Back in the mid -1970’s, Chairman Leonoid Brezhnev addressed a large audience of Communist Party faithful gathered at the great stadium in Moscow.
“By the year 2000,” he declared, “every family in the Soviet Union will have its own airplane!” The crowd roared in sheer exhilaration.
Suddenly a small voice emerged from the great throng, “Mr. Premier! Mr. Premier! Why would a family in Moscow need an airplane?”
A great hush overtook the crowd. Then from nowhere a voice boomed: “Of course we shall need an airplane! How else will we get to Kiev when there are potatoes for sale?”
The Purim story had a picture perfect ending. The evil plot designed to decimate the Jewish nation was foiled and their lives spared. Jewish leaders found themselves exalted, even as the villains hung on the very gallows meant for their Jewish targets.
If that is not enough, the Megillah continues to relate: “As for the Jews, there was light, joy, happiness and splendor.” There had been a complete reversal – a one eighty – from the depth of despair the Jewish people rose to the height of liberation and glory. Can you really ask for more? Well, apparently you can.
The Talmud is not satisfied with the simple definition of “light, joy, happiness and splendor.” The sages insist that light refers to Torah,joy refers to circumcision, happiness refers to Yom Tov, and splendorto Tefillin. But why could they not leave good enough alone? What’s wrong with simple joy and splendor?
Evidently, the Talmudic masters were not impressed with happiness that lacked Divine influence and purpose; miraculous as it was. Fleeting and monetary joy that quickly lapses into tomorrow’s sorrow and disappointment – as is so often the case in the secular domain – could not be the type of joy over which the Megillah is making such a Tzimes.
Our Sages did not doubt for a minute that when the Torah speaks of light, joy, happiness . . . it’s referring to the real deal – wholesome and enduring joy and nachas that nourish both body and soul. Joy and splendor offer little allure when they are not permeated with eternal meaning and value.
The latter may help explain a rather peculiar statement attributed to the saintly Ariz”al: “It’s no coincidence that the holy day of Yom Kippur is referred to in the Torah as “Yom Kipurim,” which means a day like Purim. For Yom Kippur is only somewhat like Purim, but not quite the same.”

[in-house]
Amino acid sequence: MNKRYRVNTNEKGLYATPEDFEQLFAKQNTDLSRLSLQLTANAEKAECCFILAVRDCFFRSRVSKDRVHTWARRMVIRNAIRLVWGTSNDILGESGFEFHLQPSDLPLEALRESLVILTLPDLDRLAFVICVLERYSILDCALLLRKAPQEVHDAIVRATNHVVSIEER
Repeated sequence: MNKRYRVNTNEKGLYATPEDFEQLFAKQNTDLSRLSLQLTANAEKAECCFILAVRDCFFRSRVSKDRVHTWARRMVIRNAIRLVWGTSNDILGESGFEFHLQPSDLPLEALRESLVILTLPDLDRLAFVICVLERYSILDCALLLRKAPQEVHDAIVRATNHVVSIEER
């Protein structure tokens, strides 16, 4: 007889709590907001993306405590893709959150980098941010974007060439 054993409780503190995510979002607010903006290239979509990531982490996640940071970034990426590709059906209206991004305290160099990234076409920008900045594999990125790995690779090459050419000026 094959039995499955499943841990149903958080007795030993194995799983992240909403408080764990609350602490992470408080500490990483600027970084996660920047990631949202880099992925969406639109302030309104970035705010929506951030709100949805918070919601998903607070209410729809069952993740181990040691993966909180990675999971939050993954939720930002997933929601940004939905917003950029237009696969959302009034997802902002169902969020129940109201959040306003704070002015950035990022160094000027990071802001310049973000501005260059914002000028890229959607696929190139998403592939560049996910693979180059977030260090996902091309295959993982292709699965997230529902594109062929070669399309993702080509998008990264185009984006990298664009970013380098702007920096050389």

How can this be, the two days are not even remotely similar, they are in some ways even opposites?
Of the two, it is quite obvious that Yom Kippur is far more meaningful and holy. Yom Kippur is, in fact, the holiest day in the Jewish calendar – dedicated to praying and fasting – while Purim is devoted to jesting and feasting. Hence, what sense does it make to say that Yom Kippur is almost like Purim? This seems entirely counterintuitive – like some kind of Purim jest. Yet it’s not.
According to the Ariz”al Purim actually contains some aspects that are loftier than Yom Kippur. How so?
There’s a story of a great Rabbi whose attention was called to a very pious person. The individual was said to be so holy that he often refrained from eating for entire days. Upon hearing this, the Rabbi remarked: “while fasting may be a sign of greatness, in truth anyone could actually fast. However, the one who eats with pure intent – for the sake of fulfilling G-d’s dictates – he is more praiseworthy.” The latter may well explain the lofty nature of Purim.
On Purim we have the obligation to eat, drink and be merry. This merriment however, is not for the purpose of whetting our palate or satisfying our cravings. We do not celebrate this day with frivolous joy and pleasure alone – “potatoes in Kiev” – much as the original Purim was not limited to a monetary victory and celebration, as stated above.
Because the elevation and transformation of the physical can be far more lofty an accomplishment than mere self-restraint and asceticism, Purim actually contains an element that is more profound than even Yom Kippur.
We eat and drink on this day out of a sense of gratitude for the G-d given ability to realize and incorporate higher purpose in mundane life. We celebrate our good portion, pleasant lot and beautiful heritage – the gift of true “light, joy, happiness and splendor.”
Wishing you a happy Purim and abundance of light, joy, happiness and splendor.